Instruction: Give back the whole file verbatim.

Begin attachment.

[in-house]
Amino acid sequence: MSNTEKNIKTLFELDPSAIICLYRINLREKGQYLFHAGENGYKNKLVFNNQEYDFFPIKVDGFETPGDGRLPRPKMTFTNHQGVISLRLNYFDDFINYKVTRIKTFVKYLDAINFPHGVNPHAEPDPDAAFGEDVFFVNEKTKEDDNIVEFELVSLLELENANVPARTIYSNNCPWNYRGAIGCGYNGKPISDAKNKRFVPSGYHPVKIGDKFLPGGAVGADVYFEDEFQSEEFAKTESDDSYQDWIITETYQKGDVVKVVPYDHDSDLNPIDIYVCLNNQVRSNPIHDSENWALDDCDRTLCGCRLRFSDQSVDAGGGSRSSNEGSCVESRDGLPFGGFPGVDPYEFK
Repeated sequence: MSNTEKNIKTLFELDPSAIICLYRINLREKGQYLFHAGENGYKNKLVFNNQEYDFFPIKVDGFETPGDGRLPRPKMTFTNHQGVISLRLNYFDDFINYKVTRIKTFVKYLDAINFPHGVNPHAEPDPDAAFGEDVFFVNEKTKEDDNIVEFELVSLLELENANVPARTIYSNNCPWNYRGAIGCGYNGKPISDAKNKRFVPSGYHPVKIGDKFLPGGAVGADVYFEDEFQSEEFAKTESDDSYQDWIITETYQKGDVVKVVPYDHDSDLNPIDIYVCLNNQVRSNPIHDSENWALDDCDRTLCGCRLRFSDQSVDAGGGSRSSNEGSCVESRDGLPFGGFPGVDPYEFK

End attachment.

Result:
[in-house]
Amino acid sequence: MSNTEKNIKTLFELDPSAIICLYRINLREKGQYLFHAGENGYKNKLVFNNQEYDFFPIKVDGFETPGDGRLPRPKMTFTNHQGVISLRLNYFDDFINYKVTRIKTFVKYLDAINFPHGVNPHAEPDPDAAFGEDVFFVNEKTKEDDNIVEFELVSLLELENANVPARTIYSNNCPWNYRGAIGCGYNGKPISDAKNKRFVPSGYHPVKIGDKFLPGGAVGADVYFEDEFQSEEFAKTESDDSYQDWIITETYQKGDVVKVVPYDHDSDLNPIDIYVCLNNQVRSNPIHDSENWALDDCDRTLCGCRLRFSDQSVDAGGGSRSSNEGSCVESRDGLPFGGFPGVDPYEFK
Repeated sequence: MSNTEKNIKTLFELDPSAIICLYRINLREKGQYLFHAGENGYKNKLVFNNQEYDFFPIKVDGFETPGDGRLPRPKMTFTNHQGVISLRLNYFDDFINYKVTRIKTFVKYLDAINFPHGVNPHAEPDPDAAFGEDVFFVNEKTKEDDNIVEFELVSLLELENANVPARTIYSNNCPWNYRGAIGCGYNGKPISDAKNKRFVPSGYHPVKIGDKFLPGGAVGADVYFEDEFQSEEFAKTESDDSYQDWIITETYQKGDVVKVVPYDHDSDLNPIDIYVCLNNQVRSNPIHDSENWALDDCDRTLCGCRLRFSDQSVDAGGGSRSSNEGSCVESRDGLPFGGFPGVDPYEFK